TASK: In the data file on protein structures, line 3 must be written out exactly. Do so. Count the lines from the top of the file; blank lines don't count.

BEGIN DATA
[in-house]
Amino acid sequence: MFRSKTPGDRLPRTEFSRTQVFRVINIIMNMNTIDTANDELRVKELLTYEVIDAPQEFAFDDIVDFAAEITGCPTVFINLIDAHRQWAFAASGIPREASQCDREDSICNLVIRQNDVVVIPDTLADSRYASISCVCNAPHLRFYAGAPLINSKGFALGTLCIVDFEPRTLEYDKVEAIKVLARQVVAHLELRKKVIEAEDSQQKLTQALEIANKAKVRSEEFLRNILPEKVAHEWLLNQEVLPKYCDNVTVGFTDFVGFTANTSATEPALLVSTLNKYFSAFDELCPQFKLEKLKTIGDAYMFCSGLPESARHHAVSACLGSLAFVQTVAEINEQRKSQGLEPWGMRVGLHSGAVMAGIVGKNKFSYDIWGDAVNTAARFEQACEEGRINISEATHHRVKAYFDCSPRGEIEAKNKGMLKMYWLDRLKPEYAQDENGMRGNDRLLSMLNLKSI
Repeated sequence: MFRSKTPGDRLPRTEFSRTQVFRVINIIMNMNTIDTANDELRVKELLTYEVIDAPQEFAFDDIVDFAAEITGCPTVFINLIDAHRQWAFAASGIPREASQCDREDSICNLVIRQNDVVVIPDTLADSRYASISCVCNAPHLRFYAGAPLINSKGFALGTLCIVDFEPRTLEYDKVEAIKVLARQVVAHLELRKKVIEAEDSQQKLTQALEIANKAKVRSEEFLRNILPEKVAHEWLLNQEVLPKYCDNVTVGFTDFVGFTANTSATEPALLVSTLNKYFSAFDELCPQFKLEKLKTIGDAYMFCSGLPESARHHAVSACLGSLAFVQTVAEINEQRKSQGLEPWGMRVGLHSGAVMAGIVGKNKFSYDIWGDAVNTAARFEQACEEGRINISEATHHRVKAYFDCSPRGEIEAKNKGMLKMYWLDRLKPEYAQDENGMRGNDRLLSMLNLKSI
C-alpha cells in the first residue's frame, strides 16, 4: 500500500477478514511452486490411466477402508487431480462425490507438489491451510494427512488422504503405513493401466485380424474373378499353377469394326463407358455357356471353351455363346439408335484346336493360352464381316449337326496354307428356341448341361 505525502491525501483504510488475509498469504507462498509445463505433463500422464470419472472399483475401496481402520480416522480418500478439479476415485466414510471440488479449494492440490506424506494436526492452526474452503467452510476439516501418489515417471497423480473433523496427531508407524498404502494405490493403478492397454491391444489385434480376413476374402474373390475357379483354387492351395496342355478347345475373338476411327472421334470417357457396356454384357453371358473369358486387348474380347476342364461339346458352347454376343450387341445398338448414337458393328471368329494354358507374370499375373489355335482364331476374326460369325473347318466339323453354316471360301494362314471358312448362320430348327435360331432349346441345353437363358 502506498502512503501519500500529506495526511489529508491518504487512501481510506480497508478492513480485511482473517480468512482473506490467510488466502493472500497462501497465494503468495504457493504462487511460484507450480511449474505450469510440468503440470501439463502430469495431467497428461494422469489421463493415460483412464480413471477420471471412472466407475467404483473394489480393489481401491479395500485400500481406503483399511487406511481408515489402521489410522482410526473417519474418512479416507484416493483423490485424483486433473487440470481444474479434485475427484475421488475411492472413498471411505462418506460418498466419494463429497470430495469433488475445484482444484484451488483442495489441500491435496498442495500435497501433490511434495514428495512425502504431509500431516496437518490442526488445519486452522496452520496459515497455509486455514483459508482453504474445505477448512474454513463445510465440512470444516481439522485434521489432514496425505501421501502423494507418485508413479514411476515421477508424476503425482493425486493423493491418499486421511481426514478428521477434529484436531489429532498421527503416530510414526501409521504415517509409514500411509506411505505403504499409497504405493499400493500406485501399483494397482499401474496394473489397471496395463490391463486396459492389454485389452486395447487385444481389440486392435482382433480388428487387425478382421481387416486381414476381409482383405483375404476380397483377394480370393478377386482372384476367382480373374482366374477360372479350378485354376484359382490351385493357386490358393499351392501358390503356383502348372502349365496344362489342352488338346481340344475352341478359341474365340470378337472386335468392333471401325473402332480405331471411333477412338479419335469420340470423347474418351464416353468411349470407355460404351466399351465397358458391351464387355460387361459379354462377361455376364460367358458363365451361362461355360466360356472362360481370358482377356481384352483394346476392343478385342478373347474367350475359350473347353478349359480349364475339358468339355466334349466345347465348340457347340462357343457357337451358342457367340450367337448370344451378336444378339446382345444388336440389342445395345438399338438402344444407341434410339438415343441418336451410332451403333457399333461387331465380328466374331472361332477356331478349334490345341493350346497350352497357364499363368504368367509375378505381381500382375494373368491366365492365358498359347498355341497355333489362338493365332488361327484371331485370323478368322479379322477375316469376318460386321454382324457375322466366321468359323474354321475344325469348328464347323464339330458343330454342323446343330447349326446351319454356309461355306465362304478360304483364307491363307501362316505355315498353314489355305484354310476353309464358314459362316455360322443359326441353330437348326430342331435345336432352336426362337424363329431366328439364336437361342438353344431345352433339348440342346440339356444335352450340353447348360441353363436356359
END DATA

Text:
Repeated sequence: MFRSKTPGDRLPRTEFSRTQVFRVINIIMNMNTIDTANDELRVKELLTYEVIDAPQEFAFDDIVDFAAEITGCPTVFINLIDAHRQWAFAASGIPREASQCDREDSICNLVIRQNDVVVIPDTLADSRYASISCVCNAPHLRFYAGAPLINSKGFALGTLCIVDFEPRTLEYDKVEAIKVLARQVVAHLELRKKVIEAEDSQQKLTQALEIANKAKVRSEEFLRNILPEKVAHEWLLNQEVLPKYCDNVTVGFTDFVGFTANTSATEPALLVSTLNKYFSAFDELCPQFKLEKLKTIGDAYMFCSGLPESARHHAVSACLGSLAFVQTVAEINEQRKSQGLEPWGMRVGLHSGAVMAGIVGKNKFSYDIWGDAVNTAARFEQACEEGRINISEATHHRVKAYFDCSPRGEIEAKNKGMLKMYWLDRLKPEYAQDENGMRGNDRLLSMLNLKSI